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Denaturation of Proteins; Enzymes and Enzyme Inhibition

by: Julianne Yang

Denaturation of Proteins; Enzymes and Enzyme Inhibition MCB 150

Marketplace > University of Illinois at Urbana-Champaign > Biology > MCB 150 > Denaturation of Proteins Enzymes and Enzyme Inhibition
Julianne Yang
GPA 4.0

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These notes cover all of the following: Explain the process of protein denaturation and renaturation, including the use of chaperones when necessary. Compare and contrast anabolic and catabolic r...
Molecular and Cellular Biology
Bradley G Mehrtens
Class Notes
Enzymes, Biology, activation energy, Enzyme inhibition, anabolism, catabolism, chaperones, Denaturation
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This 2 page Class Notes was uploaded by Julianne Yang on Monday September 5, 2016. The Class Notes belongs to MCB 150 at University of Illinois at Urbana-Champaign taught by Bradley G Mehrtens in Fall 2016. Since its upload, it has received 10 views. For similar materials see Molecular and Cellular Biology in Biology at University of Illinois at Urbana-Champaign.

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Date Created: 09/05/16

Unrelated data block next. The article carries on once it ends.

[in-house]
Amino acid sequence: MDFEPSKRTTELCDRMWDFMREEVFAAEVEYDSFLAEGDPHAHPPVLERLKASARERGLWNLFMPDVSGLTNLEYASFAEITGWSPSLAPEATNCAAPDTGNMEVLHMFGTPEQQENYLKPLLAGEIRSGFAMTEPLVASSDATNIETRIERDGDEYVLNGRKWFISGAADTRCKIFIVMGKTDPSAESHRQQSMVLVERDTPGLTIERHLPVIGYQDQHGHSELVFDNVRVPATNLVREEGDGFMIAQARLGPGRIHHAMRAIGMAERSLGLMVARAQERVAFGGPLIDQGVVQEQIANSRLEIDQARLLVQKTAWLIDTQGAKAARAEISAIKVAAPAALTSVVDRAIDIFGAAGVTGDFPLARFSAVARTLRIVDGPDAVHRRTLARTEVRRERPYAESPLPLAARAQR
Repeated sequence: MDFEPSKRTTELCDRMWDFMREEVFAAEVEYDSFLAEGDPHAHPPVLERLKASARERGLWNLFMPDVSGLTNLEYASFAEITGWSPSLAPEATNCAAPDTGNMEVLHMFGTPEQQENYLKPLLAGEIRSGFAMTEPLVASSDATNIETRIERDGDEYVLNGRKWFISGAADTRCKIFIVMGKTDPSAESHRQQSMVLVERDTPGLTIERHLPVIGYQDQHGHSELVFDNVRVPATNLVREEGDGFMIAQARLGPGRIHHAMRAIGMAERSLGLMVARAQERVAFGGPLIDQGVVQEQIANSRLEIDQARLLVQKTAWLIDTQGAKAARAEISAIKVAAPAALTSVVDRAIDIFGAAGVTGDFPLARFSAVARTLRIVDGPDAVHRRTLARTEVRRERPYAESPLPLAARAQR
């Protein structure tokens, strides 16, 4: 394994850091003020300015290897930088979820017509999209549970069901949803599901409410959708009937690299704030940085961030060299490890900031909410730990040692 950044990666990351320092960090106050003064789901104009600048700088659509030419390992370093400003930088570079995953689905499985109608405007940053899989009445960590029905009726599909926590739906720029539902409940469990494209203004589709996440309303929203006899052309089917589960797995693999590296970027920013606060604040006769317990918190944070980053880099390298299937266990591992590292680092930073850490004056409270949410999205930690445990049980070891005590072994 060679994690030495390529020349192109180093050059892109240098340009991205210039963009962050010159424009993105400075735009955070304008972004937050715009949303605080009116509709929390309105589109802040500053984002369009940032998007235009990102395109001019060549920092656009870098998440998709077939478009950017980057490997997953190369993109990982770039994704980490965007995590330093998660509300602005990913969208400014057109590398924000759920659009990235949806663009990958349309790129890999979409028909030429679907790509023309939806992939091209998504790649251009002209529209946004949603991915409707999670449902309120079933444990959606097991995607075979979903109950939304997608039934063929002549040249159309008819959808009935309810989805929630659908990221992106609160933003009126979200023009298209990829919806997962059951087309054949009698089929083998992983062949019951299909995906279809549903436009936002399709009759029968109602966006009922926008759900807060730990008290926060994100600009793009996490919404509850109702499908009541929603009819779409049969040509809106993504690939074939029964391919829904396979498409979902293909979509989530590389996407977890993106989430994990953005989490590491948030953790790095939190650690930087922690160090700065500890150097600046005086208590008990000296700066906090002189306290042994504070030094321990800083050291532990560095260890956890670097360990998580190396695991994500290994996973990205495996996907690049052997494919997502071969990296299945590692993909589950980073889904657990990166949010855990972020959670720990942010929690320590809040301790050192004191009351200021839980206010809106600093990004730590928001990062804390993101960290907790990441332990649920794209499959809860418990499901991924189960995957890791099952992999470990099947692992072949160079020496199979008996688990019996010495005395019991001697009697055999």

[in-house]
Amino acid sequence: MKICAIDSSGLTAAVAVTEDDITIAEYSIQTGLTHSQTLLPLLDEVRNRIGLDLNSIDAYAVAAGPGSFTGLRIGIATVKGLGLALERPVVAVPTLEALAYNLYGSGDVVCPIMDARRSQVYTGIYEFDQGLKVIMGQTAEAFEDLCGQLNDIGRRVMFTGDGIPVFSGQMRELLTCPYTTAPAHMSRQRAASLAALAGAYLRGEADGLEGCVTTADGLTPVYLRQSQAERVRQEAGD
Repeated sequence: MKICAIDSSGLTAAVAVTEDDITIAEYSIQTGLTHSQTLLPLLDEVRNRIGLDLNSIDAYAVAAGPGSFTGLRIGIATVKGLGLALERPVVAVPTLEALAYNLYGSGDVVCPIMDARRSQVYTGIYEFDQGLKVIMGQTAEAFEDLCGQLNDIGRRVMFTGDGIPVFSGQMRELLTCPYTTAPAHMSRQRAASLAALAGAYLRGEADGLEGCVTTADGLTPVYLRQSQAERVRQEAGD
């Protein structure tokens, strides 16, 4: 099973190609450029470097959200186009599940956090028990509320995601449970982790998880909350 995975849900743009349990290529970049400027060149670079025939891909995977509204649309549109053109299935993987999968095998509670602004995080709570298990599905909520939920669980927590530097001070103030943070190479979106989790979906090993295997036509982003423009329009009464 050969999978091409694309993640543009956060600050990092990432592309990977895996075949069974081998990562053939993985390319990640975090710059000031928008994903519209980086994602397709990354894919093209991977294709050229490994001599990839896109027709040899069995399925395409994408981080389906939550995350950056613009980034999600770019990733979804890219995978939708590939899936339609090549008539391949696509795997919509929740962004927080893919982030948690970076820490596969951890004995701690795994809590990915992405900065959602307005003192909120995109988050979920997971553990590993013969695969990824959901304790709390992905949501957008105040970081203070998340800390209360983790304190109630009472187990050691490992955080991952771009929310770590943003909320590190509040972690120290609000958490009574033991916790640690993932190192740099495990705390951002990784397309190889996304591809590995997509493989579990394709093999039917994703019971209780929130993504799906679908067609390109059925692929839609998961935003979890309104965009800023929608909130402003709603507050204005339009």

I. Explain the process of protein denaturation and renaturation, including the use of  chaperones when necessary.  II. Compare and contrast anabolic and catabolic reactions.  III. Categorize reactions in terms of energy transfer and change in free energy.  IV. Explain the energy of activation of a reaction and how it is decreased in the presence of  enzyme.  V. Describe the conditions that affect enzyme activity.  VI. Compare and contrast irreversible, competitive, and noncompetitive enzyme inhibition.    Protein denaturation    Denaturation, or the unfolding of proteins down to primary structure, occurs due to a variety of  different factors, which include:   ● High temperature­ can disrupt hydrogen bonds and hydrophobic interactions  ● A large change in pH­ some interactions depend on the acidity or alkalinity of amino acids  ● Salinity­ the ions can interfere with the ionic bonds that are holding the protein together    Molecular chaperones   ● Proteins that facilitate folding of polypeptide chains  ● Bind to hydrophobic stretches of protein in denatured proteins that would not normally be  exposed → blocks interactions that aren’t supposed to occur, allowing refolding     Energy   Catabolic and anabolic reactions:  ● Catabolic­ breaks down molecules for energy  ● Anabolic­ uses energy  for macromolecule biosynthesis   ● BAD MNEMONIC DEVICE: Catabolism sounds like cannibalism, and cannibalism involves  breaking down people for digestion………..     What does it mean for a reaction to be spontaneous?  ● They run in the direction that lowers the free energy   ● Gibbs free energy ΔG­ quantity that takes into account heat and disorder  ○ If ΔG>0, reaction is nonspontaneous, or endergonic  ○ If ΔG<0, reaction is spontaneous, or exergonic  ○ If ΔG=0, reaction is at equilibrium    For reactions to occur, reactants must   (1) collide in a precise orientation  Enzymes help do this because they make this orientation much more likely to occur.  Substrates bind to an enzyme’s ​active site​ with H­bonding, short­lived covalent bonds, and  other weak interactions between amino acids.    (2) have enough kinetic energy to reach the​ transition state, ​where the bonds in the original  substrates are all destabilized because new bonds need to be formed.  Amount of kinetic  energy required is also known as the ​activation energy.  Enzymes help do this because interactions between enzyme and substrate at the active site  stabilize the transition state, which lowers the activation energy.                                Enzymes  Since most enzymes are proteins, conditions that cause proteins to denature are likely to affect  enzymes as well.  ● Temperature affects the movements of the substrates and enzymes because higher  temperatures increase the kinetic energy of molecules  ● pH affects the enzyme’s shape and reactivity by affecting the charge on carboxyl and amino  groups in residue side chains    Inhibition   ● Reversible modifications: when molecules bind non­covalently to the enzyme to either activate  or inactivate it   ○ Competitive inhibition: regulatory molecule is similar in size and shape to the natural  substrate and inhibits catalysis by binding to the enzyme’s active site.  ○ Noncompetitive inhibition: regulatory molecule binds at an ​allosteric site​ (place that is  not the active site) which causes the enzyme to change shape so that its active site  can no longer bind with the natural substrate 


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